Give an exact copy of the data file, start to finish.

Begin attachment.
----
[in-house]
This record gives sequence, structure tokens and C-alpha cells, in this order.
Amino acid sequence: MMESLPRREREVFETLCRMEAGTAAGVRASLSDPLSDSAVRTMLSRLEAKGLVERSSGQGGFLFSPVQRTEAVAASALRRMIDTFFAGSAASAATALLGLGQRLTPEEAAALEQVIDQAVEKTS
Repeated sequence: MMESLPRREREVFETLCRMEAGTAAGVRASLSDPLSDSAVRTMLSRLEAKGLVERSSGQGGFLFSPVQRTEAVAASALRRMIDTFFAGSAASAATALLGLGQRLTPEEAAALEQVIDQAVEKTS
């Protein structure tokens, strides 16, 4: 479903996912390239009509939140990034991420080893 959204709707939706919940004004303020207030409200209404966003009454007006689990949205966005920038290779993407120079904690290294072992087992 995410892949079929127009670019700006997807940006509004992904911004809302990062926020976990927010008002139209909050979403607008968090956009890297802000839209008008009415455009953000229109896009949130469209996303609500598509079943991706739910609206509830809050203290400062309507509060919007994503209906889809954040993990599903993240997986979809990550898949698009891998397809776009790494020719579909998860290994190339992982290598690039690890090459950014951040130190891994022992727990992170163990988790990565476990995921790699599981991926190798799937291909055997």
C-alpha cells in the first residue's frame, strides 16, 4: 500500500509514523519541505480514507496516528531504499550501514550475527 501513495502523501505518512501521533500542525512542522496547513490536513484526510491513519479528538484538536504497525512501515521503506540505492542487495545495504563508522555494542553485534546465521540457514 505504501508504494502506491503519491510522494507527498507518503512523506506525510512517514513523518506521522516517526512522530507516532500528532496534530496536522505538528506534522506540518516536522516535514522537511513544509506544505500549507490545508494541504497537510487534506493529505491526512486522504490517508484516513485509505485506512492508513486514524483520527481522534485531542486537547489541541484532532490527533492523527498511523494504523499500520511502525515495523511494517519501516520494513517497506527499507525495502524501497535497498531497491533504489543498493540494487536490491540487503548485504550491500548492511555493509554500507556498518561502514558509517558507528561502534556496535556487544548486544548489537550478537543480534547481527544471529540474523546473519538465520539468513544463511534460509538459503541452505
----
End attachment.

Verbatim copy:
[in-house]
This record gives sequence, structure tokens and C-alpha cells, in this order.
Amino acid sequence: MMESLPRREREVFETLCRMEAGTAAGVRASLSDPLSDSAVRTMLSRLEAKGLVERSSGQGGFLFSPVQRTEAVAASALRRMIDTFFAGSAASAATALLGLGQRLTPEEAAALEQVIDQAVEKTS
Repeated sequence: MMESLPRREREVFETLCRMEAGTAAGVRASLSDPLSDSAVRTMLSRLEAKGLVERSSGQGGFLFSPVQRTEAVAASALRRMIDTFFAGSAASAATALLGLGQRLTPEEAAALEQVIDQAVEKTS
């Protein structure tokens, strides 16, 4: 479903996912390239009509939140990034991420080893 959204709707939706919940004004303020207030409200209404966003009454007006689990949205966005920038290779993407120079904690290294072992087992 995410892949079929127009670019700006997807940006509004992904911004809302990062926020976990927010008002139209909050979403607008968090956009890297802000839209008008009415455009953000229109896009949130469209996303609500598509079943991706739910609206509830809050203290400062309507509060919007994503209906889809954040993990599903993240997986979809990550898949698009891998397809776009790494020719579909998860290994190339992982290598690039690890090459950014951040130190891994022992727990992170163990988790990565476990995921790699599981991926190798799937291909055997």
C-alpha cells in the first residue's frame, strides 16, 4: 500500500509514523519541505480514507496516528531504499550501514550475527 501513495502523501505518512501521533500542525512542522496547513490536513484526510491513519479528538484538536504497525512501515521503506540505492542487495545495504563508522555494542553485534546465521540457514 505504501508504494502506491503519491510522494507527498507518503512523506506525510512517514513523518506521522516517526512522530507516532500528532496534530496536522505538528506534522506540518516536522516535514522537511513544509506544505500549507490545508494541504497537510487534506493529505491526512486522504490517508484516513485509505485506512492508513486514524483520527481522534485531542486537547489541541484532532490527533492523527498511523494504523499500520511502525515495523511494517519501516520494513517497506527499507525495502524501497535497498531497491533504489543498493540494487536490491540487503548485504550491500548492511555493509554500507556498518561502514558509517558507528561502534556496535556487544548486544548489537550478537543480534547481527544471529540474523546473519538465520539468513544463511534460509538459503541452505